The use of algorithms in transport planning software can cut bulk material distribution costs significantly and increase customer service levels at the same time. But not all algorithms are the same, and the level of quality can mean the difference between good or optimised planning performance. A look under the bonnet explains how they work.
The supply of bulk material within a network of multiple plants, depots and customer sites is usually performed by a heterogeneous vehicle fleet. Trucks have different capacities and characteristics, may have a single or multiple compartments and different auxiliary equipment. Customer demands are typically larger than the vehicle capacities, so that most customers are visited in serval times within the planning period (split deliveries). While most transports are full truck loads, small orders for partial loads may lead to multi-drop tours. Often, the haulier payment schemes may mean that some trucks are more attractive on certain routes than others.
The goal is to maximise the service level, measured by the order volume delivered on-time and in full, while the same time minimising transport costs. Given the sheer size of the planning task, the many complicating side constraints, and frequent changes in the input data, building a good plan is not easy – it can even be incredibly complex. If done manually, optimization opportunities are usually not used to their full potential. The input data, however, can be used to optimize and speed-up decision-making processes in transport planning. Buzzwords like big data, business intelligence and analytics promise to channel data stream into knowledge, transparency and insights. However the optimisation of processes often requires more than just channeling a flood of data. For those who work under pressure, quick action is needed. There is no time to analyse amounts of data. Quick and wise decisions are required.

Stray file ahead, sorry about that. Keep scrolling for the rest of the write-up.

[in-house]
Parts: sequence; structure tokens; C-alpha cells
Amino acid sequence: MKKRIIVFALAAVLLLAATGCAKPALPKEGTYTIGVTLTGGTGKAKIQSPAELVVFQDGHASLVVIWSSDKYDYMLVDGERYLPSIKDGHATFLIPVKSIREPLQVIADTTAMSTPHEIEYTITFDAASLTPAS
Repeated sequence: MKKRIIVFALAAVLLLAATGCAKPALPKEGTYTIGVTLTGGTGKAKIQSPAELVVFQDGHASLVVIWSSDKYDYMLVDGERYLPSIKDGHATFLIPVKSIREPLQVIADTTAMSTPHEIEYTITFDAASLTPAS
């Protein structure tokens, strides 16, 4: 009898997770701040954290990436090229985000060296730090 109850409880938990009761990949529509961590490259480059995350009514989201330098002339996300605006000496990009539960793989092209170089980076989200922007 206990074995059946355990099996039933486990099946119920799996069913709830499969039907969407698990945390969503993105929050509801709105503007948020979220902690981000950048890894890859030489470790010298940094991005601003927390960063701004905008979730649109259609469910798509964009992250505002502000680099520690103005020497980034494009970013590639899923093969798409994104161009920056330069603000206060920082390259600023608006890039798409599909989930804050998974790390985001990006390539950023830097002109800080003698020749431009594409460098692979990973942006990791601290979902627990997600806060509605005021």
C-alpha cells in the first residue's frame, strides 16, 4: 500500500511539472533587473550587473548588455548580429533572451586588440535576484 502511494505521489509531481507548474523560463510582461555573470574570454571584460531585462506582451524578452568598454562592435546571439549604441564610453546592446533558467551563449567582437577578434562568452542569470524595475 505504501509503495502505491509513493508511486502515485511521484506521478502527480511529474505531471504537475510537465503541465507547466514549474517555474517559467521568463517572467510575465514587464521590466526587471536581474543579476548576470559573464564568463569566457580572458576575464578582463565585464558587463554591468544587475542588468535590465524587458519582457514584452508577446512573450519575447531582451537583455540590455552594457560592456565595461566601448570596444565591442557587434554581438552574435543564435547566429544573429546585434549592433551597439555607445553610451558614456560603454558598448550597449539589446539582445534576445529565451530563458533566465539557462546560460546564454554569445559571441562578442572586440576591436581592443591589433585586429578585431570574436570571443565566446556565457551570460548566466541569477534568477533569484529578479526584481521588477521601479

The power and quality of transport planning tools
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